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“I wanted to leave my career as a journalist in the New Straits Times to dive head first into becoming a Fellow. I wanted to give up the job – despite loving and thriving at it – because I knew I wanted to make a change in the education system in Malaysia. 

But a year out from planning to do that, I was still there: never having stepped foot in a classroom, never having gotten to know a single student, never having made any sort of change. 

I had failed the physical component of the UKCG – a test set out by the Ministry of Education needed to become a teacher – so I had never even gotten to start on my Fellowship journey. 

I had to wait another year to try again and I couldn’t help but feel a little demotivated. (Should I even leave all that I have behind? Will all this be worth it? What if I fail again?) But deep down I knew that I still wanted to do it.

I knew – after reading, seeing and experiencing the real-life change that TFM Fellows brought – that being a part of this was important to me. I knew that having the opportunity to empower the younger generation – inspiring them to dream big and build the nation – was something that was invaluable. I knew that creating a space where students could feel safe to fail and learn made all the difference in their schooling lives and beyond.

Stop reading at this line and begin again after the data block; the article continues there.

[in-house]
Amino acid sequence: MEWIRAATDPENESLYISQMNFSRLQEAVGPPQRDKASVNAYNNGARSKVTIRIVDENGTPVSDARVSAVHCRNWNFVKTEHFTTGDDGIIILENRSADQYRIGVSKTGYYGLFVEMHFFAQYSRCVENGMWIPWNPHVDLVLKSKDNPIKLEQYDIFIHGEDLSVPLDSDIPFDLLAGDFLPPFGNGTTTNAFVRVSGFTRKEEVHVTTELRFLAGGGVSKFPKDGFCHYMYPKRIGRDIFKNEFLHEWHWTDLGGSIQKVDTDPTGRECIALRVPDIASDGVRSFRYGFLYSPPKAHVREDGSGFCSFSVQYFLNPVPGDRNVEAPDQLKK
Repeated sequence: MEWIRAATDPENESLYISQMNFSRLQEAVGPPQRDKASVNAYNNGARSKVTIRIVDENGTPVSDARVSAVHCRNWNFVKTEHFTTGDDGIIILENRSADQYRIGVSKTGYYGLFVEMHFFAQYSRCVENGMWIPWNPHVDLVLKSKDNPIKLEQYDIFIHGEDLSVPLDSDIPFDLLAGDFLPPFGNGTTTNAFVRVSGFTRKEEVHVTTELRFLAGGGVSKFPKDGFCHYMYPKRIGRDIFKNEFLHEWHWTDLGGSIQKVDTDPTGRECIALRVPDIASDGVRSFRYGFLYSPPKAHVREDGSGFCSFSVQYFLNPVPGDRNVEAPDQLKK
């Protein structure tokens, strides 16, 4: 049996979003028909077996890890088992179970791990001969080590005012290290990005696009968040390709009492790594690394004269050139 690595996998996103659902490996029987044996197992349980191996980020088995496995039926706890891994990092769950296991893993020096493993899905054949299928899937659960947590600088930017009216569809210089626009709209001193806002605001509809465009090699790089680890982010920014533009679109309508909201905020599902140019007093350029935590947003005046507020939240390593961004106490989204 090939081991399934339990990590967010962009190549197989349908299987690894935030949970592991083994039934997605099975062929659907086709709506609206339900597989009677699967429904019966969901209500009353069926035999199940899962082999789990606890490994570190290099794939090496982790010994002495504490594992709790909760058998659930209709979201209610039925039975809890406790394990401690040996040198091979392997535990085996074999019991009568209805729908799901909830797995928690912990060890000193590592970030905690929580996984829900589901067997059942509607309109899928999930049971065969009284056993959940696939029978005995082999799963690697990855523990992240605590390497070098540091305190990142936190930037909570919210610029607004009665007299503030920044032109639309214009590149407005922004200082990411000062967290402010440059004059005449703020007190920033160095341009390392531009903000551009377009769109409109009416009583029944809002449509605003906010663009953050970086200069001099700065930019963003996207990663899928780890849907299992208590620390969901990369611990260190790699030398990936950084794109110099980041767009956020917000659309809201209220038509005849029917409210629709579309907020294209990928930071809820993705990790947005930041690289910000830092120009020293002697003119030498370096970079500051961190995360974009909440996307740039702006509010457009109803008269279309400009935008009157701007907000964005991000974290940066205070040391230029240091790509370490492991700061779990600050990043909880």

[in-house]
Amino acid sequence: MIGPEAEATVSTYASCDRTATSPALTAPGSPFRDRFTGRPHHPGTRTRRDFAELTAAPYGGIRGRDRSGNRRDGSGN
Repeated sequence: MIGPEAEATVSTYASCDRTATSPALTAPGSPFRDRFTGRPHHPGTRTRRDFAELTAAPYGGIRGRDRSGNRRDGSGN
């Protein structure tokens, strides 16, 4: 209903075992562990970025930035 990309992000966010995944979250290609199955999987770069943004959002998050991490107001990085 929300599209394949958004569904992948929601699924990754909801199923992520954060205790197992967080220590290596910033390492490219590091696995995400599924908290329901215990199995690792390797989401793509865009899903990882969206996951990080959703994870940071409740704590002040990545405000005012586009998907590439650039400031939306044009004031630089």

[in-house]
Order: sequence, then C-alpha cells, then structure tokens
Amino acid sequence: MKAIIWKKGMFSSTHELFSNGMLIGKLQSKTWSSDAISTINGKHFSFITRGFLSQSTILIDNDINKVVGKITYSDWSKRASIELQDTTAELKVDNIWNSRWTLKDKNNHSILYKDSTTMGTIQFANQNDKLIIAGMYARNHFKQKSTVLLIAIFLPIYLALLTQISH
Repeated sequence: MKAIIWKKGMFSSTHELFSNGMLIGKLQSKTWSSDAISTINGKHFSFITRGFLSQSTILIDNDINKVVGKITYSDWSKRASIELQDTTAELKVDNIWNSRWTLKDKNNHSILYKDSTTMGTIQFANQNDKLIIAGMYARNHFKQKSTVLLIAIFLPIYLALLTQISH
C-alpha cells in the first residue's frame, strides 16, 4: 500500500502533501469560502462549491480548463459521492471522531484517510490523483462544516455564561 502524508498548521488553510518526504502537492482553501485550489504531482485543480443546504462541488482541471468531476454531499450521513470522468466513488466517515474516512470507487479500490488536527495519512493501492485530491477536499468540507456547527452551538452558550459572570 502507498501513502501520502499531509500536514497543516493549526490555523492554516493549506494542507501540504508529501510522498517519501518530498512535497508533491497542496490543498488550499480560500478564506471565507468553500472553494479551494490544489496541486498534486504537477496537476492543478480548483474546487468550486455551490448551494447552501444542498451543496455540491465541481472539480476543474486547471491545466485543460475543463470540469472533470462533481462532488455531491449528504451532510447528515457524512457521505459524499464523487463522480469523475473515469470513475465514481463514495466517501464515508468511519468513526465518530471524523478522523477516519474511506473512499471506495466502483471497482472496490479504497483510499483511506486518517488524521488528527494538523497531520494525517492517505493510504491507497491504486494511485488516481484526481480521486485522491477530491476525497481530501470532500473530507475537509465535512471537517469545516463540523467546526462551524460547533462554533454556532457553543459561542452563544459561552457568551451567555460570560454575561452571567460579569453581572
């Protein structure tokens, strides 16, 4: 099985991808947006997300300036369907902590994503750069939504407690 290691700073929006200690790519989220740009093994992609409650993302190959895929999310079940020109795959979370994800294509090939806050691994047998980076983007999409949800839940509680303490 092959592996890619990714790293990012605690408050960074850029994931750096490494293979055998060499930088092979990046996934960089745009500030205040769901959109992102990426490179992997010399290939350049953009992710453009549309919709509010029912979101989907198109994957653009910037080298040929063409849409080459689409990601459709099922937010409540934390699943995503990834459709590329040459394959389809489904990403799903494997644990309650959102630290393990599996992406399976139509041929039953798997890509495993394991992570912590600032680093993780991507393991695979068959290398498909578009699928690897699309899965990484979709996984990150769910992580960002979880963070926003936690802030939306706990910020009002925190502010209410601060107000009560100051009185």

So I decided to persevere. 

I trained and fought the battlefield in my mind, building grit and a support system along the way: with my peers, forming a loving sense of camaraderie- pushing and motivating me; TFM employees, regularly checking up on me, easing any apprehensions; and my family, showering me with affirmations. 

It was months of pushing through before I finally managed to pass the test and months more before being placed as a teacher in a school. But after a year-long deferral, I had made it.

There are moments when I catch myself wondering if all that persistence I put in was worth it. A year of my life spent challenge after challenge, only to be faced with more challenges, navigating the challenges of leading a classroom. But now, after experiencing what it means to be a Fellow first-hand, I know for a fact that it was worth it. 

I was right to have been so sure about joining this movement and I was right about Fellows truly making an impact. So all those hours of trying and struggling- they were tough- but they were also definitely more than worth it.”

Beatrice Nita Jay is a Fellow from the 2020 cohort. She persevered with the Fellowship because she knew that it was important to her in making a difference. Join our Fellows to impact the lives of students across Malaysia too. Apply now at


Written by:

Teach For Malaysia

Ask any Fellow or Alumni and they’ll tell you that the Fellowship is full of challenges. In order to thrive throughout the leadership development journey, Fellows must develop a certain grit in the two years. For Beatrice, those challenges before the Fellowship even began.

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